Chinese Rocket Reentry - As it Happened.

By: Tova Shmulewitz  |  May 26, 2021

By Tova Shmulewitz

On April 29, 2021, a Chinese rocket named “Long March 5b” successfully entered into orbit around Earth. This rocket contained a part needed for a planned Chinese space station. The launch itself was successful, however, the core piece of the rocket, which carried the module for the space station, ran out of fuel and began circling Earth, and losing altitude. The 21-metric-ton rocket was headed for uncontrolled reentry to Earth, moving too fast for scientists or analysts to come up with a clear idea of where or when it might land. The breakdown of this reentry is as follows: 

April 29th – “Long March 5b” is launched into a low Earth orbit.

April 30th – The core is observed as ‘tumbling,’ ‘not in control,’ and is reported to be circling Earth roughly every 90 minutes, rendering it impossible to know where and when it might land. 

May 3rd – The core reached the incredibly fast speed of 27,600 km/h, and dropped in altitude by almost 80 km. It is expected to land around May 10, 2021.

May 6th – The US has no plans to shoot down the rocket, says Secretary of Defense Lloyd Auston, optimistic that it will not be harmful.

May 7th – It is still too soon to tell where the rocket will crash land, says John Kirby, a Pentagon spokesperson, but it is being tracked. According to ABC News, reported that reentry can be “as far north as Chicago, New York City, Rome and Beijing and as south as New Zealand and Chile.” 

May 8th – It is reported that the rocket will re-enter Earth on May 9. Western US, South America, China, western and southern Africa, and northern India are all ruled out as potential landing sites.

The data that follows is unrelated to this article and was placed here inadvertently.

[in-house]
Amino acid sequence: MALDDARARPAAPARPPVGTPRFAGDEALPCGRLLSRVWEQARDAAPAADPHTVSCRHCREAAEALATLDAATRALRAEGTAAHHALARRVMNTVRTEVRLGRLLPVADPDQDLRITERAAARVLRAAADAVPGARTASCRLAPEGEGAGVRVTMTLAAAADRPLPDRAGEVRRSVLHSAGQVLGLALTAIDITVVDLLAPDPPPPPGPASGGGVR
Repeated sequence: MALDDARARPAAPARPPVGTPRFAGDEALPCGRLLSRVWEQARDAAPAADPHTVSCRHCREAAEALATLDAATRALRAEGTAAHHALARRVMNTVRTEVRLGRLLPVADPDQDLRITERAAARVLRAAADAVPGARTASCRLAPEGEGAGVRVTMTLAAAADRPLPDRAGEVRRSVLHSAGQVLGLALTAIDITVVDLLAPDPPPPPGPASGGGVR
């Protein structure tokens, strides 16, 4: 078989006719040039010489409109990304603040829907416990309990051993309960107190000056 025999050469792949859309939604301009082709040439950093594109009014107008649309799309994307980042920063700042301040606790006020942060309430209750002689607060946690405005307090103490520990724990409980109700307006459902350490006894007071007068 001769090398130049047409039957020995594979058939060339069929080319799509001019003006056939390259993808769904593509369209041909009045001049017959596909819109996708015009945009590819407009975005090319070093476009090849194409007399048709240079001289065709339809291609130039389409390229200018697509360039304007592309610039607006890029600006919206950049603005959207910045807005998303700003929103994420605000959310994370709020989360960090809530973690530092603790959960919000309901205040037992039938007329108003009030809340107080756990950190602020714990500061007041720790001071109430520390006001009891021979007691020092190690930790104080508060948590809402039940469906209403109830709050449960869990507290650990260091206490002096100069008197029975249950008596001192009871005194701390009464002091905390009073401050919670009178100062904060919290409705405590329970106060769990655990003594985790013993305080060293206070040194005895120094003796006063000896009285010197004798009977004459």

5 p.m. – It is reported that the rocket will begin reentry between 9 p.m. to 11 p.m. EST. 
8 p.m. – The window for reentry is specified to 9:11 p.m. to 11:11 p.m., with the possible location of reentry in the Mediteranean basin. 
10:24 p.m. – Chinese officials report that the rocket has made reentry, in the Indian Ocean, near the Maldives. This information was confirmed.

May 9th – The National Aeronautics and Space Administration (NASA) criticises China for this incident, saying that “China is failing to meet responsible standards regarding their space debris.” It is still unclear if there has been any debris damage to the Maldives, although most of the remains were burnt before landing.   

May 10th – China criticises the U.S., claiming that the media attention about this event was only in efforts to discredit and stop China’s space program. 

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Sources:” style=”display:none !important” “-debris-expected-plunge-earth/story?id=77561195” style=”display:none !important” “-updates-tracking-massive-debris-uncontrolled-reentry/story?id=77575214